(ran PW, PS editions)
Longleaf has been billed as a traditional neighborhood with modern conveniences. One of those modern conveniences will now include a place to rent out, put elderly parents who can no longer live at home or the kids who want to move back.
Longleaf developers Frank and Trey Starkey got permission from the county's Development Review Committee on Thursday to add up to 400 garage apartments to their 1,050-unit development.
Other neo-traditional communities, such as Celebration and West Park Village, also have these features attached to garages, in freestanding buildings or within the main houses.
"It's a growing trend," said James Constantine, a planner with Looney Ricks Kiss, a Memphis-based architectural firm. "We're seeing more and more situations where families are confronted with wanting options with elderly parents forced to give up independent living and college graduates in need of living at home."
The apartments will predominantly be with single-family homes clustered around the business districts within Longleaf.
But the more contentious issue Thursday was the county staff's request that the Starkeys put an emergency access gate on the boundary of Longleaf and Ellington Way. Residents of Ellington Estates North complained that construction and residential traffic from Longleaf had been running through their 38-home neighborhood, endangering residents and wearing down the road that they'd ultimately have to pay to repair.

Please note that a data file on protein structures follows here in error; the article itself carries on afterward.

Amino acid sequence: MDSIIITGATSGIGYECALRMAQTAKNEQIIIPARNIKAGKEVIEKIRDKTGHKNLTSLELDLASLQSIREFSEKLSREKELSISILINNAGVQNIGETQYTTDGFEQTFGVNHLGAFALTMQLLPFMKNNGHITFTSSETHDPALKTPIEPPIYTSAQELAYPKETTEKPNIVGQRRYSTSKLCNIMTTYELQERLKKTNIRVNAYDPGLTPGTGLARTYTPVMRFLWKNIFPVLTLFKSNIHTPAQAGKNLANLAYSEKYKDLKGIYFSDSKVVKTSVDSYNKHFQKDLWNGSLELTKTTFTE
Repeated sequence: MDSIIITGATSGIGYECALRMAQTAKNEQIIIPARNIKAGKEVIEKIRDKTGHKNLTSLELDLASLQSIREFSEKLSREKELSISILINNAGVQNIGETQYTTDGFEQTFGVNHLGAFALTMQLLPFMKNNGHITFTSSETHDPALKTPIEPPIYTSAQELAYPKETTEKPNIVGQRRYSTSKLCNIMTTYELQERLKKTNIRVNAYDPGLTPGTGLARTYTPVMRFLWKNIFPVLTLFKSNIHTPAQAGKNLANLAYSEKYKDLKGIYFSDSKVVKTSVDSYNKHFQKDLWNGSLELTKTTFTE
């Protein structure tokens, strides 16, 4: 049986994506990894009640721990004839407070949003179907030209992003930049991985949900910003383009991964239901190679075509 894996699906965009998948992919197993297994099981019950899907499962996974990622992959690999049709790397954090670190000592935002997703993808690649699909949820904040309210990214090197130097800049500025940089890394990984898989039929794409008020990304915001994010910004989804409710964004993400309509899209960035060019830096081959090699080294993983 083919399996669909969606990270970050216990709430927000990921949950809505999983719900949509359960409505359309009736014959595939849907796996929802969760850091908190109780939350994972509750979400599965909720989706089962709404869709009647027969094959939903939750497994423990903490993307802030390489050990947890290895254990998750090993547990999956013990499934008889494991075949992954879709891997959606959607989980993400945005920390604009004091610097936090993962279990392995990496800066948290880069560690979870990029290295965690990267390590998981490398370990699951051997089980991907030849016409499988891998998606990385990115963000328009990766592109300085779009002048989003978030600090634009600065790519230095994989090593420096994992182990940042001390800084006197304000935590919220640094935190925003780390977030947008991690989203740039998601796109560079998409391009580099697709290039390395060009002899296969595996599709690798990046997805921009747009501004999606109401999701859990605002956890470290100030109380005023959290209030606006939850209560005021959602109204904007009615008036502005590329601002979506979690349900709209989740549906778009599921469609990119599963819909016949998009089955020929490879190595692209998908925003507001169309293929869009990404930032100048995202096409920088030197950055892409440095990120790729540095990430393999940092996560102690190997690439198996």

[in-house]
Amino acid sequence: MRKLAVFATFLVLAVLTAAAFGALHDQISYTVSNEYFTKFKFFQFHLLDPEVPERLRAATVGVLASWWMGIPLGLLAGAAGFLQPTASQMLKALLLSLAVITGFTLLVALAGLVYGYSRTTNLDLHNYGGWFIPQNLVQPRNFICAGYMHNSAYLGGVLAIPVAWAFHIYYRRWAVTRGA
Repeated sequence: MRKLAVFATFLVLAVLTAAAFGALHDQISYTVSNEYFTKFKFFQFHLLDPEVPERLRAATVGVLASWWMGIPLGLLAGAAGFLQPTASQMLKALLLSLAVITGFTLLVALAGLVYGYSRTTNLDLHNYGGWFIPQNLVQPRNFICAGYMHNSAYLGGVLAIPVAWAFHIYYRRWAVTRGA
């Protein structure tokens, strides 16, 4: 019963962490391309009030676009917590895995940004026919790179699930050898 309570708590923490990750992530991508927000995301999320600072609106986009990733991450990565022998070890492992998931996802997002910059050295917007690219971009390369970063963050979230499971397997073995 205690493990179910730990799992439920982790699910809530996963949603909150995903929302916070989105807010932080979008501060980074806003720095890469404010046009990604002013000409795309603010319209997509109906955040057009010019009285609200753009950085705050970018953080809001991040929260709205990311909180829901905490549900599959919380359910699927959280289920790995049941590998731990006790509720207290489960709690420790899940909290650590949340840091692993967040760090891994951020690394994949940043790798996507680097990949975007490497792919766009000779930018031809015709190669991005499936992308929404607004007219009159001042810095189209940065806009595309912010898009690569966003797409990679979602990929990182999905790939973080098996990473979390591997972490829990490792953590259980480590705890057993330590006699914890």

Bob Ridings, who lives on Ellington Way, said he wanted to "keep people from using it as a speedway." He says he moved in two years ago because he believed he was moving onto a peaceful, dead end street.
The Sheriff's Office did a traffic study in May that showed more than 100 cars traveled on that road during a 24-hour period. The Starkeys have put a temporary barricade between Longleaf and Ellington Estates and agreed to keep it there until Oct. 31, when much of the construction in the adjacent part of Longleaf is complete.
A county ordinance encourages the interconnection of neighborhoods. When Ellington Estates North subdivision was originally approved in 1996, developers Ellington Group Inc. requested that Ellington Way be built to end in a "T" instead of a cul-de-sac to ultimately allow for the continuation of the street. But residents say that their builder, Community Homes, told them the road would remain closed.
Officials from Community Homes did not return calls seeking comment Thursday.
In mid October, the DRC again will look at the amount of construction going on in Longleaf and look at whether the temporary barricade is ready to come down.